first_imgWhat was a moratorium on pot farms in Chelan County is now a permanent ban. Commissioners took the action following a public hearing in Wenatchee Tuesday. The action is prompted by complaints from neighbors who claim the farms are a nuisance that create foul odors and blinding lights. That’s the issue in Plain where a State-licensed pot farm has angered local town folk including George Wilson . . Audio Playerhttps://kpq.com/wp-content/uploads/2016/02/020916-PotBan-5.mp300:0000:0000:00Use Up/Down Arrow keys to increase or decrease volume.25 people testified from both sides at Tuesday’s public hearing on the proposed ban. Growers say they are willing to work with the County in finding suitable grow sites and Commissioner Keith Goehner says the ban could be lifted after new regulations are adopted . . Audio Playerhttps://kpq.com/wp-content/uploads/2016/02/020916-PotBan-6.mp300:0000:0000:00Use Up/Down Arrow keys to increase or decrease volume.Commissioners will now form a working group to draft new regulations before considering lifting the ban at the end of this year. Officials with the State Liquor and Cannibus Control Board say they will continue to issue licenses to qualified growers and processors in spite of the ban.last_img read more

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New research supports need for a radical cure strategy to tackle debilitating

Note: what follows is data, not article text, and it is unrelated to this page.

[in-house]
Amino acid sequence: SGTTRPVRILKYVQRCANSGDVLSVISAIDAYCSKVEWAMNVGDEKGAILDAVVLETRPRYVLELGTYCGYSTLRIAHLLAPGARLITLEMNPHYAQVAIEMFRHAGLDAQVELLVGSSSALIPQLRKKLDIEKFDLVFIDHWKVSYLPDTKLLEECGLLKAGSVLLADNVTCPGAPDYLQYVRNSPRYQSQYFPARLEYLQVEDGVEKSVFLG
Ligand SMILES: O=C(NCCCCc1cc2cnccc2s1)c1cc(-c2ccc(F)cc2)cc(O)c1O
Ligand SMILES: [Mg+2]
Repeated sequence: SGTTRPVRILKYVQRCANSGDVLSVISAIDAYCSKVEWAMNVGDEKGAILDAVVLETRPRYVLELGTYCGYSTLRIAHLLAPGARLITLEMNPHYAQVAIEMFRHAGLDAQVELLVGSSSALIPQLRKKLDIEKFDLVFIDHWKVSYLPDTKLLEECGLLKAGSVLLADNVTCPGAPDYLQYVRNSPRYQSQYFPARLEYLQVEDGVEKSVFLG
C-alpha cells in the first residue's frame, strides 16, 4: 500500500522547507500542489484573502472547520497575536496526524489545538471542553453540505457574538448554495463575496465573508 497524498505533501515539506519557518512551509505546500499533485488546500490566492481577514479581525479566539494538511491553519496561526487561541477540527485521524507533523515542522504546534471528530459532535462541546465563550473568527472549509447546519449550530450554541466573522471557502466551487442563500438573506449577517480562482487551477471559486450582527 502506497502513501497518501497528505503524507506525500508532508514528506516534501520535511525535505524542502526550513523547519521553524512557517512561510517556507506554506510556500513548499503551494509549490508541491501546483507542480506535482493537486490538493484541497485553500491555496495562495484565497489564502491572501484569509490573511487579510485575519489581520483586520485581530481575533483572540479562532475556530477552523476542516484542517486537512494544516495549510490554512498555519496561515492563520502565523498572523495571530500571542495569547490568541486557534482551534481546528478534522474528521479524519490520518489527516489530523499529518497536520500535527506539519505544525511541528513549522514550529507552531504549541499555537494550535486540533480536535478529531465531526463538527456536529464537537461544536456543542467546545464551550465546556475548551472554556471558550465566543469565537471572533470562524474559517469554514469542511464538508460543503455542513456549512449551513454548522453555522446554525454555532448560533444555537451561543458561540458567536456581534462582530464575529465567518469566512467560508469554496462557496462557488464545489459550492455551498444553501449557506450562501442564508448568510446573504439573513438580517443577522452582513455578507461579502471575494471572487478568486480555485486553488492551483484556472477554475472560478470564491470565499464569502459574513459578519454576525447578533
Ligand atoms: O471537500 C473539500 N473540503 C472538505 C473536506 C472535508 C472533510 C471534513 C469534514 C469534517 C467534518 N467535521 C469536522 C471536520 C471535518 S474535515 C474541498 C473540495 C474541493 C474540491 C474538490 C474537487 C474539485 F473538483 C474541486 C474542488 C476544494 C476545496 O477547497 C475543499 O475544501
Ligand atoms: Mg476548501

first_imgJul 26 2018A team of malaria experts from a large international research collaboration has published results supporting the need for a radical cure strategy to tackle one of the most debilitating forms of malaria caused by the Plasmodium vivax parasite.Vivax malaria affects more than 13 million people each year, with an estimated 40% of the world’s population at risk of contracting the infection across all continents from South America to South-East Asia. In some regions P. vivax has become resistant to standard treatment with chloroquine. The problem is compounded by vivax’s ability to lie dormant in the liver for long periods of time before causing recurrent infections that have an enduring impact on people’s lives and livelihoods.Related StoriesScientists identify malaria’s Achilles’ heelResearchers discover new neurotoxin that selectively targets mosquitoesStudy shows how the mosquito immune system combats malaria parasitesLed by a team at Menzies School of Health Research in Australia, the study has assembled individual patient data from clinical trials conducted since 2000, investigating the effect of chloroquine dosing, combined with the partner drug primaquine, and the risk of recurrent malaria across different settings. The study published today in the international journal The Lancet Infectious Diseases is the result of a collaboration between more than 50 international researchers under the auspices of the Worldwide Antimalarial Resistance Network (WWARN).”Our findings highlight the substantial benefit of a modest increase in the dose of chloroquine in children aged under 5 years and the importance of combining primaquine with chloroquine to have a better chance of curing patients.” explains Dr Rob Commons, PhD student at the Menzies School of Health Research and part of the WWARN Clinical Group.”This analysis of more than 5,000 patients from 37 studies, across 17 countries, is the largest individual patient data meta-analysis of P. vivax clinical trials to date. Our results show chloroquine is currently given in lower doses than recommended, with as many as 35% of patients in trials given less than the WHO recommended 25 mg/kg. We also know from our analysis that these patients are more likely to fail treatment” confirms  Dr Commons”The study highlights the need for clinicians in affected areas to provide radical cure to kill the blood and liver stage of the vivax parasite and ensure patients can recover quickly. We also want to prevent transmission of the parasite to other people and reduce the global burden of this disease” adds  Professor Ric Price, Head of the Clinical Group at the Worldwide Antimalarial Resistance Network (WWARN).”This research team has highlighted some important potential adjustments are needed to ensure all patients, especially small children, are given the best chance of recovery from vivax malaria.” concludes Prof Kevin Baird, Head of the Eijkman-Oxford Clinical Research Unit (EOCRU) in Jakarta, Indonesia. Source:https://www.menzies.edu.au/icms_docs/290651_New_evidence_supports_radical_treatment_of_widespread_form_of_malaria.pdflast_img read more